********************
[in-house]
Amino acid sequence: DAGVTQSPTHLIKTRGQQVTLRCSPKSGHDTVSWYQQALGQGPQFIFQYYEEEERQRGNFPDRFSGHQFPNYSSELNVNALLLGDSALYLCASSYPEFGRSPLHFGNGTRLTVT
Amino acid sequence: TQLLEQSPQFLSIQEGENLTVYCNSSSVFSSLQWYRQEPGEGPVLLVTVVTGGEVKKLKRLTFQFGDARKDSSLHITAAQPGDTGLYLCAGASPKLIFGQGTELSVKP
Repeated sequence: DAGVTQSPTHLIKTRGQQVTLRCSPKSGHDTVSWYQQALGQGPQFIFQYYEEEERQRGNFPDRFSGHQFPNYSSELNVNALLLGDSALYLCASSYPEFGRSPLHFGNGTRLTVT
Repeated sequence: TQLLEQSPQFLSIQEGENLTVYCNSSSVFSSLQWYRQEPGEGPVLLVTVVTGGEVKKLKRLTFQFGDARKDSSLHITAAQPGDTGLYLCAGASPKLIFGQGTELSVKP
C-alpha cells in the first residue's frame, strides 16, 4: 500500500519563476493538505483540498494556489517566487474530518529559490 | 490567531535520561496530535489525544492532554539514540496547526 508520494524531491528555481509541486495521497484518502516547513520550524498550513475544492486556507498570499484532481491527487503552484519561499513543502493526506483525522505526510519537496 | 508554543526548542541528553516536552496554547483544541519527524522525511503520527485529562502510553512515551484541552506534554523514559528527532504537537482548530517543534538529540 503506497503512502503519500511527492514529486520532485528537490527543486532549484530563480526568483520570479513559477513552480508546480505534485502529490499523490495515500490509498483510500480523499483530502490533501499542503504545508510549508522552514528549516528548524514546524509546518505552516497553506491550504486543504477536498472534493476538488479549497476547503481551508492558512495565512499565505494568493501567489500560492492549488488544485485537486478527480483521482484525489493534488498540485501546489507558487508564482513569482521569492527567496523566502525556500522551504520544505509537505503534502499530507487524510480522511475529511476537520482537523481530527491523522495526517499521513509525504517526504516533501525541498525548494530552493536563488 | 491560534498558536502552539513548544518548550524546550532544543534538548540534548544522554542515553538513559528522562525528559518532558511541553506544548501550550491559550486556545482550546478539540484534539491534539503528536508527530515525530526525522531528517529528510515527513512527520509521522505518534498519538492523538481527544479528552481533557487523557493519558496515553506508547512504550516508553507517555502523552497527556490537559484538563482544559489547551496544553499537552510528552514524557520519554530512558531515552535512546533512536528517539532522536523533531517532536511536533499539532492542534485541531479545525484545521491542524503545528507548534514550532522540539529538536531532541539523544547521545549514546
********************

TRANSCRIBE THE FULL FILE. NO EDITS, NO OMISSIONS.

[in-house]
Amino acid sequence: DAGVTQSPTHLIKTRGQQVTLRCSPKSGHDTVSWYQQALGQGPQFIFQYYEEEERQRGNFPDRFSGHQFPNYSSELNVNALLLGDSALYLCASSYPEFGRSPLHFGNGTRLTVT
Amino acid sequence: TQLLEQSPQFLSIQEGENLTVYCNSSSVFSSLQWYRQEPGEGPVLLVTVVTGGEVKKLKRLTFQFGDARKDSSLHITAAQPGDTGLYLCAGASPKLIFGQGTELSVKP
Repeated sequence: DAGVTQSPTHLIKTRGQQVTLRCSPKSGHDTVSWYQQALGQGPQFIFQYYEEEERQRGNFPDRFSGHQFPNYSSELNVNALLLGDSALYLCASSYPEFGRSPLHFGNGTRLTVT
Repeated sequence: TQLLEQSPQFLSIQEGENLTVYCNSSSVFSSLQWYRQEPGEGPVLLVTVVTGGEVKKLKRLTFQFGDARKDSSLHITAAQPGDTGLYLCAGASPKLIFGQGTELSVKP
C-alpha cells in the first residue's frame, strides 16, 4: 500500500519563476493538505483540498494556489517566487474530518529559490 | 490567531535520561496530535489525544492532554539514540496547526 508520494524531491528555481509541486495521497484518502516547513520550524498550513475544492486556507498570499484532481491527487503552484519561499513543502493526506483525522505526510519537496 | 508554543526548542541528553516536552496554547483544541519527524522525511503520527485529562502510553512515551484541552506534554523514559528527532504537537482548530517543534538529540 503506497503512502503519500511527492514529486520532485528537490527543486532549484530563480526568483520570479513559477513552480508546480505534485502529490499523490495515500490509498483510500480523499483530502490533501499542503504545508510549508522552514528549516528548524514546524509546518505552516497553506491550504486543504477536498472534493476538488479549497476547503481551508492558512495565512499565505494568493501567489500560492492549488488544485485537486478527480483521482484525489493534488498540485501546489507558487508564482513569482521569492527567496523566502525556500522551504520544505509537505503534502499530507487524510480522511475529511476537520482537523481530527491523522495526517499521513509525504517526504516533501525541498525548494530552493536563488 | 491560534498558536502552539513548544518548550524546550532544543534538548540534548544522554542515553538513559528522562525528559518532558511541553506544548501550550491559550486556545482550546478539540484534539491534539503528536508527530515525530526525522531528517529528510515527513512527520509521522505518534498519538492523538481527544479528552481533557487523557493519558496515553506508547512504550516508553507517555502523552497527556490537559484538563482544559489547551496544553499537552510528552514524557520519554530512558531515552535512546533512536528517539532522536523533531517532536511536533499539532492542534485541531479545525484545521491542524503545528507548534514550532522540539529538536531532541539523544547521545549514546